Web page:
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    suggested, as a mere complementto the latter.Viewed from this perspective, it may appear that the route I am taking to investigate theemergence of algebraic symbolism belongs to the sociology of knowledge. But, as weshall see, this is not the case.The second misunderstanding may be to see my attempt as redundant. Such an attempt to

    study the conditions of the emergence of algebraic symbolism in cultural terms may seemto be redundant considering that in the last five or six years it has become a truism toconceive of mathematics as a cultural endeavour. From this perspective, it may be arguedthat there is no novelty at all in saying that, since mathematical ideas are related to theircultural settings, the emergence of algebraic symbolism is related to its own culturalcontext. Yet, I want to argue that we have thus far not been very successful in specifyinghow mathematical thinking relates to culture. I want to go further and suggest that if wedo not specify the link between culture and mathematical conceptualizations, we riskusing culture as a generic term that attempts to explain something, while in reality it doesnot explain anything.In the first part of this paper, I will outline the theoretical framework to which I will

    resort in order to attempt to answer the question of the conditions of the emergence ofalgebraic symbolism. In the second part, I will deal with the place of algebra in itshistorical setting, focusing mainly on changes in the cultural forms of signification andknowledge representation.

    2. The link between culture and knowledgeFrom the Semiotic Anthropological Perspective that I have been advocating2,mathematics is considered as human production. This claim is consonant with claimsmade by Oswald Spengler (1917/1948) almost one century ago and revitalized bycontemporary scholars such as Barbin (1996) and DAmbrosio (1996). While Barbin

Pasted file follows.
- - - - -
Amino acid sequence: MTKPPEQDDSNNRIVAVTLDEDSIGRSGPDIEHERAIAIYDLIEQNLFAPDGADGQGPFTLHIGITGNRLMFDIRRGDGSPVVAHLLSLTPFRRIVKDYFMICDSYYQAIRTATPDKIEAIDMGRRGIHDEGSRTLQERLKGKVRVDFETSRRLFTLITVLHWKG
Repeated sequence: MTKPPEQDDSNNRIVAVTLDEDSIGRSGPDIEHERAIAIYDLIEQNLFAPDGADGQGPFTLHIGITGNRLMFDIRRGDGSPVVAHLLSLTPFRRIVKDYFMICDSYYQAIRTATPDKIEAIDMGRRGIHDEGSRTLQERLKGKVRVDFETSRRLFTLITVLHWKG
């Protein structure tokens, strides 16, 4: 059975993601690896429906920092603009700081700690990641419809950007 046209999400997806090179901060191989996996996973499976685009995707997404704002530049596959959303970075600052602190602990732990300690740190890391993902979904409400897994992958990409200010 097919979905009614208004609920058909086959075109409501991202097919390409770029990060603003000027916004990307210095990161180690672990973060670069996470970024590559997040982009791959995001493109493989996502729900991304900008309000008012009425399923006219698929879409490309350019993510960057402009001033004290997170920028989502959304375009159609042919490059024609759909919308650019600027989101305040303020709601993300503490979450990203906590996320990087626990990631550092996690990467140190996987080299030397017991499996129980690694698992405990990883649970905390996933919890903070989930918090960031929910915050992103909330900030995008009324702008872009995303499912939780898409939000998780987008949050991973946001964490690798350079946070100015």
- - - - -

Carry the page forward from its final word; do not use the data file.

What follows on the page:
draws from Bachellards epistemology and emphasizes the role of problems in thedevelopment of mathematics, DAmbrosio draws on the work of biologists such asMaturana, Valera, Lumsden and Wilson to attempt to explain the role of culture incognition. The Semiotic Anthropological Perspective draws, in contrast, from the socio-historical school of thought developed by Vygotsky, and from Wartofskys andIlyenkovs epistemologies3.Without diminishing the importance of the role of problems in mathematicaldevelopment, the Semiotic Anthropologic Approach emphasizes the role of the humanactivities which lead mathematicians to pose and tackle mathematical problems in theway that they do. As a consequence of this theoretical orientation, in order to answer suchepistemological questions as the one that I am asking in this paper (namely, what were